After her test was complete we were back in her room for a very short time. Then the diabetes specialist came in and suggested we go up to the toy room so Briana could play and he could have a discussion with me. Luckily my mum was still with me so she kept Briana amused while I tried my best to understand what was happening. The specialist was brilliant and he drew a diagram to explain to me what diabetes was and how it may affect all of our lives. And all I could think about is how am I meant to describe this all to Colin (my husband) when I don’t even know what it fully is. But with help from the nurses I managed later that night when he arrived. He brought his mum and dad with him too as they would normally visit on a Friday night, so they came up to see Briana in hospital.

We had to stay a week in total so we could learn how to do insulin injections, take her blood sugar levels and get our heads around carb counting. Throughout the week our parents also had to learn how to do all these things and eventually our sister-in-law as these are the people who liked having Briana around at their house or would babysit while we went to work.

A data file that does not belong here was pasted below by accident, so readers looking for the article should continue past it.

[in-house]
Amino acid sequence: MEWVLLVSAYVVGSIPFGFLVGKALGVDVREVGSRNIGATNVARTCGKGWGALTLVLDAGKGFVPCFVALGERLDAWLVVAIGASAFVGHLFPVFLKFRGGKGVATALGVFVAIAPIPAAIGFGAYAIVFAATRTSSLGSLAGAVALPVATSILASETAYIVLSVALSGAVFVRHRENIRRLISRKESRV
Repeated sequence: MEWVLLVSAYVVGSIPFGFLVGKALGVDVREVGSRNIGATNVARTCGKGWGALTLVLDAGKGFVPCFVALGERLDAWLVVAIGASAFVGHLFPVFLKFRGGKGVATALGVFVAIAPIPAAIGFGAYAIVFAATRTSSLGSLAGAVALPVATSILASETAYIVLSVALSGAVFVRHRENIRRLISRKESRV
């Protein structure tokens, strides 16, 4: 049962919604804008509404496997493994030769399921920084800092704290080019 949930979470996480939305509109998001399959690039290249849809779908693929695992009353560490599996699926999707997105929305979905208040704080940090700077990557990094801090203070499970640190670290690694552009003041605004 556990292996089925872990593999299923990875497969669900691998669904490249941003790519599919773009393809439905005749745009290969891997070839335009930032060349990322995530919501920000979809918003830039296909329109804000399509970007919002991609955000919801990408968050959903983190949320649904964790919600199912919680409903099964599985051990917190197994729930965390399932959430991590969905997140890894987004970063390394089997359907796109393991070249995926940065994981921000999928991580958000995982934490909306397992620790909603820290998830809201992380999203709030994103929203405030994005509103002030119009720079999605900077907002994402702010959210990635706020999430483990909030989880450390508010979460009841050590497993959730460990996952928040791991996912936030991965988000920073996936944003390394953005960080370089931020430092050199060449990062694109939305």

That was truly the toughest week of our lives. Briana kept having hypos and we saw most hours of the night. The nurses and doctors were so supportive and helped us through really tough days and nights. And even when we were leaving they still offered as much help and support as they could. They understood that some days we had to go to work so we could afford to pay our bills, and did their best to get us back up to speed when either of us returned. We were fortunate enough to work our work schedules around each other so one of us were always there.